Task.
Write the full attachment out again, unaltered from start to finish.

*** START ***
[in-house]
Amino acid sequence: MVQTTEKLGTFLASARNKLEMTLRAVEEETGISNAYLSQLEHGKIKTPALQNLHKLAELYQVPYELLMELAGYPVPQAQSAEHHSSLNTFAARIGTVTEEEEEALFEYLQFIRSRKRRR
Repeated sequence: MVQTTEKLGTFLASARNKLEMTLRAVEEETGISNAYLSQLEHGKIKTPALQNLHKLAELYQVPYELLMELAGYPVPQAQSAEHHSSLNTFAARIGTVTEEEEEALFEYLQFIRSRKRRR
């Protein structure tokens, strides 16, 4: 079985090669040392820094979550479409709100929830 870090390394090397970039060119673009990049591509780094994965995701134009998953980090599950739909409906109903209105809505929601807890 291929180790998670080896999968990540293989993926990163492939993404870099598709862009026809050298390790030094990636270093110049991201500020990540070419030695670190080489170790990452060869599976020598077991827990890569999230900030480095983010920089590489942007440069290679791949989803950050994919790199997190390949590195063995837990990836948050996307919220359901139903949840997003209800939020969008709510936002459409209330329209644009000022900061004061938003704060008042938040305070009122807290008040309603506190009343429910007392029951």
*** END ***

[in-house]
Amino acid sequence: MVQTTEKLGTFLASARNKLEMTLRAVEEETGISNAYLSQLEHGKIKTPALQNLHKLAELYQVPYELLMELAGYPVPQAQSAEHHSSLNTFAARIGTVTEEEEEALFEYLQFIRSRKRRR
Repeated sequence: MVQTTEKLGTFLASARNKLEMTLRAVEEETGISNAYLSQLEHGKIKTPALQNLHKLAELYQVPYELLMELAGYPVPQAQSAEHHSSLNTFAARIGTVTEEEEEALFEYLQFIRSRKRRR
């Protein structure tokens, strides 16, 4: 079985090669040392820094979550479409709100929830 870090390394090397970039060119673009990049591509780094994965995701134009998953980090599950739909409906109903209105809505929601807890 291929180790998670080896999968990540293989993926990163492939993404870099598709862009026809050298390790030094990636270093110049991201500020990540070419030695670190080489170790990452060869599976020598077991827990890569999230900030480095983010920089590489942007440069290679791949989803950050994919790199997190390949590195063995837990990836948050996307919220359901139903949840997003209800939020969008709510936002459409209330329209644009000022900061004061938003704060008042938040305070009122807290008040309603506190009343429910007392029951």